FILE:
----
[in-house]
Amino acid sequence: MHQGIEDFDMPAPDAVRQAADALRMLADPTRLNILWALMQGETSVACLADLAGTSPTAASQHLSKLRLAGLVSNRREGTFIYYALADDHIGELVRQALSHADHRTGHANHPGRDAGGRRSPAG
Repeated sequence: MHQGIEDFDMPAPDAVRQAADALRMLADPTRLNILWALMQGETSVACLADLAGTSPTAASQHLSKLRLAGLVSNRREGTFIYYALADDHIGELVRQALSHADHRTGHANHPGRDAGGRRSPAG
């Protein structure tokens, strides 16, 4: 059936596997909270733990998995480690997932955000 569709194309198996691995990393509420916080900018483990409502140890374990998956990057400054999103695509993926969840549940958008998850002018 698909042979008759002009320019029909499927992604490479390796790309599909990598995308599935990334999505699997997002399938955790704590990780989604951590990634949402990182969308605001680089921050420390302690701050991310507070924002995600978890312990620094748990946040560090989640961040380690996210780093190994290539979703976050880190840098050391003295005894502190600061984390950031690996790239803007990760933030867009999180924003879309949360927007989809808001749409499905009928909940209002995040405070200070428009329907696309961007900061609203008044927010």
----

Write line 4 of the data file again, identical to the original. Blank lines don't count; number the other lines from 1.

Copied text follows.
């Protein structure tokens, strides 16, 4: 059936596997909270733990998995480690997932955000 569709194309198996691995990393509420916080900018483990409502140890374990998956990057400054999103695509993926969840549940958008998850002018 698909042979008759002009320019029909499927992604490479390796790309599909990598995308599935990334999505699997997002399938955790704590990780989604951590990634949402990182969308605001680089921050420390302690701050991310507070924002995600978890312990620094748990946040560090989640961040380690996210780093190994290539979703976050880190840098050391003295005894502190600061984390950031690996790239803007990760933030867009999180924003879309949360927007989809808001749409499905009928909940209002995040405070200070428009329907696309961007900061609203008044927010």